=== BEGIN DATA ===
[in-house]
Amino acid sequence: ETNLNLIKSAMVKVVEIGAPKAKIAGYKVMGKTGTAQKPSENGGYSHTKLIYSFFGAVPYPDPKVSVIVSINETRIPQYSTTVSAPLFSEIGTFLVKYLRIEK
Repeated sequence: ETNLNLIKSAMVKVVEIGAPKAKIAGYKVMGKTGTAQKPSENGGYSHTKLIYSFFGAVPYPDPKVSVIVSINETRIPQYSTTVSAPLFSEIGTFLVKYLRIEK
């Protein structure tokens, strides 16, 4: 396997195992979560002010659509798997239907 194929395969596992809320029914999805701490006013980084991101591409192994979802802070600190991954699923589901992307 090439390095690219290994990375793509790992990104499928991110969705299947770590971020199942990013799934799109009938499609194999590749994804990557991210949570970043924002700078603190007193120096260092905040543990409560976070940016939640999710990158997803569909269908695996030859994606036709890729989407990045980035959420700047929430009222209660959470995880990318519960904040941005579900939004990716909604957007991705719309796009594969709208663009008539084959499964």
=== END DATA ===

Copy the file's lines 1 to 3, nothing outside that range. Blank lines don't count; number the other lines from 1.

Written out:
[in-house]
Amino acid sequence: ETNLNLIKSAMVKVVEIGAPKAKIAGYKVMGKTGTAQKPSENGGYSHTKLIYSFFGAVPYPDPKVSVIVSINETRIPQYSTTVSAPLFSEIGTFLVKYLRIEK
Repeated sequence: ETNLNLIKSAMVKVVEIGAPKAKIAGYKVMGKTGTAQKPSENGGYSHTKLIYSFFGAVPYPDPKVSVIVSINETRIPQYSTTVSAPLFSEIGTFLVKYLRIEK